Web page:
Even before Brett Myers limped off the mound Wednesday night, the Phillies were looking to improve their starting pitching rotation.
Myers' hip injury, which will require surgery and likely end his season, makes the search for pitching more urgent, and the need to improve it more imperative.
Jake Peavy, the National League Cy Young Award winner in 2007, is the people's choice. It's no secret that the San Diego Padres are trying to unload their high-priced ace.
The Phillies have been in contact with the Padres, but team insiders say it's a long shot that a deal would be struck between the two clubs. The $63 million remaining on Peavy's contract is a big hurdle. About $8 million of that is due over the rest of this season, and the Phils' payroll is already $133 million, up $30 million from last year's World Series championship season.
Peavy's no-trade clause is another hurdle. The 28-year-old righthander would like to stay in the NL, with a contender, but staying closer to the West Coast seems to be his preference.
There are other impediments to the Phillies' landing Peavy. The Padres are likely to ask for catcher Lou Marson and pitcher J.A. Happ in the deal.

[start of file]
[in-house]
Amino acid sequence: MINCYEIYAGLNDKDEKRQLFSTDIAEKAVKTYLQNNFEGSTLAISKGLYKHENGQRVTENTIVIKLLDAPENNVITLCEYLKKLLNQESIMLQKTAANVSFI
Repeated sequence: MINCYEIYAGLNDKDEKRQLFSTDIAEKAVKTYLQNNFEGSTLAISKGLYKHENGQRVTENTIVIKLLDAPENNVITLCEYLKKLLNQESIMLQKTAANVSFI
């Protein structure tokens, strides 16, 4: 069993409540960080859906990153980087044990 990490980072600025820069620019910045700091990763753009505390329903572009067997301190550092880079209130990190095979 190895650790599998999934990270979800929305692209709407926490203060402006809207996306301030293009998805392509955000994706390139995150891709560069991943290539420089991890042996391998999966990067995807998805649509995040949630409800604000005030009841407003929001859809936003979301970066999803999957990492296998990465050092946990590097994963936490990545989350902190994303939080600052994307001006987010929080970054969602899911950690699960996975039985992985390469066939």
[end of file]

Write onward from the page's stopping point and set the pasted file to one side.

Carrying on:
The Phils might listen on Marson, but Happ is cheap and under control for five more years - there's great value in that - and the Phils need him in their rotation now.
There is something else that would likely thwart the Phillies' pursuit of Peavy:
Citizens Bank Park.
Peavy is a critic of the place. We've heard it - firsthand.
In August 2007, during Barry Bonds' quest to break Hank Aaron's all-time home run record, this scribe participated in an interview with Peavy at San Diego's Petco Park. Peavy spoke of how Bonds would have to really hit the ball to get it out of Petco Park, and how that stadium differed from so many of the bandboxes that had sprung up around the league.
Here's what Peavy said:
"You won't hit cheap home runs here, but if you square it up, it will go," he said. "If you hit a home run here, you have hit a home run, and that's the way it should be.
"Hitters will say this is a terrible place. They think it's a graveyard. But it's fair."
Peavy then launched into an entertaining rant about the dimensions of some other more hitter-friendly parks in the NL.